A photographer and a journalist worked together on an article for a glossy magazine. The article was a big hit, and after publication they got together for a drink. "You know," said the journalist, "that was some great photography.
You must have a great camera." "Thanks," said the photographer. "And that was some terrific creative writing. You must have a great typewriter.
" If you get this joke, you are probably a photographer who puts up with ridiculous comments every day. If you don't get it.read on, my friend, and learn. If you eat a great meal at a restaurant, you don't compliment the chef on the quality of his saucepans. When we appreciate a great painting, we don't automatically think about the brand of paintbrush. When you hear your favourite song.
well, you can see where I am going with this. So why is it that so many people think that good photography is all about how much money you spend on your camera? A camera is simply the tool a photographer uses for their craft. There are dozens of brands and models available, with myriad minor features that sound good in a camera shop. But good photography, as it always has, requires only the most basic features available in just about any camera: shutter speed, aperture, and a good quality lens.
In the days of film, these features were only available on SLR and larger format cameras, so it could be argued that they belonged to the realm of 'serious' photographers. However, in the age of digital cameras, these main features are available on nearly all cameras, should the owners take the time to learn how to use them. Regardless of what type of camera they have, a photographer uses an appreciation of light, a unique flair for composition, and a sense of timing, to capture their subject in a way that satisfies their vision.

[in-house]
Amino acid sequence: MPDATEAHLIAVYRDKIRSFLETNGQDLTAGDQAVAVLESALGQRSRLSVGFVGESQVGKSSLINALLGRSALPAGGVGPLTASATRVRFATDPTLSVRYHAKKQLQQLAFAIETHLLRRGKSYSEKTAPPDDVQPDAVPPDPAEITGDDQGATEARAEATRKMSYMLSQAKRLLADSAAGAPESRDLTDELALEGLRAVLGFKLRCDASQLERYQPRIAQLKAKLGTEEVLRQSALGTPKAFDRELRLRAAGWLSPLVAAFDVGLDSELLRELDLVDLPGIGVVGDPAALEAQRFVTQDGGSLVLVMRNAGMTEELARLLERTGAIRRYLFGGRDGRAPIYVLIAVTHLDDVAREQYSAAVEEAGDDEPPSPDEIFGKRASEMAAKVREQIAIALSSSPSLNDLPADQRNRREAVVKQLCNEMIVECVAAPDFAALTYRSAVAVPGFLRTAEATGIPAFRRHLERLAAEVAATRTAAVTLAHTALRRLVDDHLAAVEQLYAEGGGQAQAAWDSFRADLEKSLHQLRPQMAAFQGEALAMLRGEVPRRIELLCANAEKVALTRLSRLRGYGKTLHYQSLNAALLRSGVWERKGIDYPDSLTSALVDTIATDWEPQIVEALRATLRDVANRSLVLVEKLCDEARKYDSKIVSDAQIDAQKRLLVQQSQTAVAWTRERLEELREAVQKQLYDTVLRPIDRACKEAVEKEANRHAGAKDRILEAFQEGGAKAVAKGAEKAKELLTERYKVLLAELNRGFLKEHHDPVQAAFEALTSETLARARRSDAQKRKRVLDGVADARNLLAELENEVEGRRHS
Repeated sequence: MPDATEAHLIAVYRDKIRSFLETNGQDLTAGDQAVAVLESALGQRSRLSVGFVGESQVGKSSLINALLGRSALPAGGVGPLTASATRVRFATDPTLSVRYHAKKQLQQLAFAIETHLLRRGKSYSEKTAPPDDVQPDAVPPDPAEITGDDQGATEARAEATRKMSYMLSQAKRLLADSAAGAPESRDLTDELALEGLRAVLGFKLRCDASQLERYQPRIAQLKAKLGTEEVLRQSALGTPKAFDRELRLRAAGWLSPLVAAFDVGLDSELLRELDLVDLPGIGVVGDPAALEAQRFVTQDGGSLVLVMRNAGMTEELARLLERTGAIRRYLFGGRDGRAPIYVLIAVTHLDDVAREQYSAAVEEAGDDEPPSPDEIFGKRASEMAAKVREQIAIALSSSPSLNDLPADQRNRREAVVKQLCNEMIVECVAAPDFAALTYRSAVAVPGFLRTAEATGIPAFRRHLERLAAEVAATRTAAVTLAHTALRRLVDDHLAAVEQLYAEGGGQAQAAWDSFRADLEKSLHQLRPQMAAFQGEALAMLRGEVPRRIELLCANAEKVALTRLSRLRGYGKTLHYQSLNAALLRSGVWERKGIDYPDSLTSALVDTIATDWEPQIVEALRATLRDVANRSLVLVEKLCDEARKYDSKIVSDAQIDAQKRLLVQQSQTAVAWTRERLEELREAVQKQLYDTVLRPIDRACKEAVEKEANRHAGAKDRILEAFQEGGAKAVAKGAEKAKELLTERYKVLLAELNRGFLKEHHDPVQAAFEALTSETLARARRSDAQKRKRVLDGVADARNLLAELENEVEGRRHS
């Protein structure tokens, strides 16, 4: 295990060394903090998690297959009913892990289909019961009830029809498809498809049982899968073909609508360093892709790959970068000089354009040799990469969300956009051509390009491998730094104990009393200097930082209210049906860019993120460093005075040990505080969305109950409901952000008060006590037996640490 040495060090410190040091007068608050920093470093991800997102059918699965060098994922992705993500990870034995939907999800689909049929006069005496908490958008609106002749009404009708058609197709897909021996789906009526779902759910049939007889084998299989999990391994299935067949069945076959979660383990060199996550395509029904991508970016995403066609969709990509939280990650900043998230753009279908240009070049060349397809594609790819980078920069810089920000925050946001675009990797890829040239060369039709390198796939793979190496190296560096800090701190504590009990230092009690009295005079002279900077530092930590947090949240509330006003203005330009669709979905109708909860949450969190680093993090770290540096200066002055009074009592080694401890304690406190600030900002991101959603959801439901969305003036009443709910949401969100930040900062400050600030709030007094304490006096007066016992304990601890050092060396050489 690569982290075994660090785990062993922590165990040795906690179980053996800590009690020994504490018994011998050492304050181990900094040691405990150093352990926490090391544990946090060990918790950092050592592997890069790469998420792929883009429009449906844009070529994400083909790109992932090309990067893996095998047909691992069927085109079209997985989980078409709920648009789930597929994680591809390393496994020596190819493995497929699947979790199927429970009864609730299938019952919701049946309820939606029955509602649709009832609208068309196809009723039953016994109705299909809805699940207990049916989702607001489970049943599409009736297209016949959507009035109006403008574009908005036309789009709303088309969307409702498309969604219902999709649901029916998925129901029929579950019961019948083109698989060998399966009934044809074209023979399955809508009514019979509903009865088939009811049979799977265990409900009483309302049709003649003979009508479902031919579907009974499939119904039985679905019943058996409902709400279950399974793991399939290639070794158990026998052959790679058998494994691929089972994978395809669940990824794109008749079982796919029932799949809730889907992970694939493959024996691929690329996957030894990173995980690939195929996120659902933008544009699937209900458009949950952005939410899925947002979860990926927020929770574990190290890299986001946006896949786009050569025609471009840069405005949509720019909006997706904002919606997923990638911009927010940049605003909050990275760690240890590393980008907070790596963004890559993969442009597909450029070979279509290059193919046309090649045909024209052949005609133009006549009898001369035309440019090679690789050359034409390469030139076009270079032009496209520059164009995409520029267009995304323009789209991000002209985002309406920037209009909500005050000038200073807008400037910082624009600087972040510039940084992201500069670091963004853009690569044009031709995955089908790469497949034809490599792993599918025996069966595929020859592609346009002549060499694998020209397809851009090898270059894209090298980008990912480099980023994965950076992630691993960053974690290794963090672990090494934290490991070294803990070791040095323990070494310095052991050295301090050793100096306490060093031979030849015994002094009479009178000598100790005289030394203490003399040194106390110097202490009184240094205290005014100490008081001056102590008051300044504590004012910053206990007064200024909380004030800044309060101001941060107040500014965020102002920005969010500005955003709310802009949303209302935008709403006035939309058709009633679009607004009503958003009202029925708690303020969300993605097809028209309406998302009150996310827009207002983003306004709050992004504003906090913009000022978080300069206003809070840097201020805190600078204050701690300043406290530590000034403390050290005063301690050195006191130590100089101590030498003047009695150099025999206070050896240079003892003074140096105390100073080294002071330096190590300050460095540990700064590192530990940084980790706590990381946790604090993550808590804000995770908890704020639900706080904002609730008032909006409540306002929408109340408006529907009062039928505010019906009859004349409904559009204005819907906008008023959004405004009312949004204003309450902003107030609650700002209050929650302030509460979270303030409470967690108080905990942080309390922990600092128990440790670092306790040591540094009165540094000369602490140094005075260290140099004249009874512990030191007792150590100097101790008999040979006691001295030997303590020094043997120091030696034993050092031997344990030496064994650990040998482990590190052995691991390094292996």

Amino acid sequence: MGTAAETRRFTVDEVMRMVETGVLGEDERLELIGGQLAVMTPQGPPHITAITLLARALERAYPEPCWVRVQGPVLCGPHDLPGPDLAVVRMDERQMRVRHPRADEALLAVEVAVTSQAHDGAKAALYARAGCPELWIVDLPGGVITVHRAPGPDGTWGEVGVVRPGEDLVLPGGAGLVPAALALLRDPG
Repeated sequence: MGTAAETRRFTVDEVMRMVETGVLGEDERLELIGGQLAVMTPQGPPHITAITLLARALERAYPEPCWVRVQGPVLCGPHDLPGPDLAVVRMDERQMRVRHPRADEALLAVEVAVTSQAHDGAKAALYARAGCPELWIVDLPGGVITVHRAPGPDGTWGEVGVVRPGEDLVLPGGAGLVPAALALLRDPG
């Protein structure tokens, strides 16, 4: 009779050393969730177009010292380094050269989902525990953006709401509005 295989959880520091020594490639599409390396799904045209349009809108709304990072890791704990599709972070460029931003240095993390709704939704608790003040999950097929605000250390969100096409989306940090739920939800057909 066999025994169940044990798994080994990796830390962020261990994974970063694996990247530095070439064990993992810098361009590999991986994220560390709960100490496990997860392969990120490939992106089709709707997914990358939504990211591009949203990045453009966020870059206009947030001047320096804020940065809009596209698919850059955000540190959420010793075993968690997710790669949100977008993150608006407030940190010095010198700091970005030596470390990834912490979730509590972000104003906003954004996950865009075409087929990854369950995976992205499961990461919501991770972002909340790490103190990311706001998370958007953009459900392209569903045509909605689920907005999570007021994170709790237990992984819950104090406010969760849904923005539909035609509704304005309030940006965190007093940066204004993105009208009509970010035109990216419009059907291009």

These skills are the product of experience and creativity, and have nothing to do with technology. I was guest speaker at a camera club where one of the members brought a suitcase full of camera gear to the meeting. There was no reason to bring cameras to that particular meeting, and by all reports he wasn't much of a photographer, but he wanted everyone to see how much gear he had. What he did not seem to grasp was that cameras don't earn you respect as a photographer - photos do. If you want to improve your photography, never assume it will automatically happen with a better camera.
Instead, settle for the camera you can afford, and learn to use the camera you have. Remember; shutter speed and aperture, a good lens, and a good sense of light and balanced composition. Master these and you will get results no matter what sort of camera you have. Don't be intimidated by photographers with thousands of dollars worth of equipment. Instead, intimidate them with your photography.
in the end, only results matter.
Andrew Goodall has photographed nature for over 20 years. He has released two highly popular ebooks to help beginners learn the art and skills of photography. Andrew is in increasing demand as a guest speaker and teacher. Find out more at http://www.naturesimage.com.au